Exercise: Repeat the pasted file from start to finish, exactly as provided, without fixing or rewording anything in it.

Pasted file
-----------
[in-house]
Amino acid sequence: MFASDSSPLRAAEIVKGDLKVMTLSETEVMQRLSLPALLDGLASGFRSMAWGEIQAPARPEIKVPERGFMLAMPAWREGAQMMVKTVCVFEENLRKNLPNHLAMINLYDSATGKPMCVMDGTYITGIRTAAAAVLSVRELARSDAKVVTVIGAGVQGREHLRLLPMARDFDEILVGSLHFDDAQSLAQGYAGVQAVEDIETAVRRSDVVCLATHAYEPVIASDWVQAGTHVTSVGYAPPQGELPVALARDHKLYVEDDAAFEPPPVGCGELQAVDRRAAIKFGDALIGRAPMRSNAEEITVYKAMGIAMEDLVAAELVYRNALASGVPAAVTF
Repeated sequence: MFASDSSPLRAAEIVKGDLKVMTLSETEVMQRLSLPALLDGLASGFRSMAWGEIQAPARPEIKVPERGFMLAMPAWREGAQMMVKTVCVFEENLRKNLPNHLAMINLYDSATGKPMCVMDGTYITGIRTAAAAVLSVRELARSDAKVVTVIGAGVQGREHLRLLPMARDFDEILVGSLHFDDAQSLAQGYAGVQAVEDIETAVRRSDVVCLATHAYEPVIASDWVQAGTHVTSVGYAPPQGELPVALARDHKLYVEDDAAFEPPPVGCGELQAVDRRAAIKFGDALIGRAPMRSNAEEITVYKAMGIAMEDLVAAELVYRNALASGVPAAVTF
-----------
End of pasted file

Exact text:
[in-house]
Amino acid sequence: MFASDSSPLRAAEIVKGDLKVMTLSETEVMQRLSLPALLDGLASGFRSMAWGEIQAPARPEIKVPERGFMLAMPAWREGAQMMVKTVCVFEENLRKNLPNHLAMINLYDSATGKPMCVMDGTYITGIRTAAAAVLSVRELARSDAKVVTVIGAGVQGREHLRLLPMARDFDEILVGSLHFDDAQSLAQGYAGVQAVEDIETAVRRSDVVCLATHAYEPVIASDWVQAGTHVTSVGYAPPQGELPVALARDHKLYVEDDAAFEPPPVGCGELQAVDRRAAIKFGDALIGRAPMRSNAEEITVYKAMGIAMEDLVAAELVYRNALASGVPAAVTF
Repeated sequence: MFASDSSPLRAAEIVKGDLKVMTLSETEVMQRLSLPALLDGLASGFRSMAWGEIQAPARPEIKVPERGFMLAMPAWREGAQMMVKTVCVFEENLRKNLPNHLAMINLYDSATGKPMCVMDGTYITGIRTAAAAVLSVRELARSDAKVVTVIGAGVQGREHLRLLPMARDFDEILVGSLHFDDAQSLAQGYAGVQAVEDIETAVRRSDVVCLATHAYEPVIASDWVQAGTHVTSVGYAPPQGELPVALARDHKLYVEDDAAFEPPPVGCGELQAVDRRAAIKFGDALIGRAPMRSNAEEITVYKAMGIAMEDLVAAELVYRNALASGVPAAVTF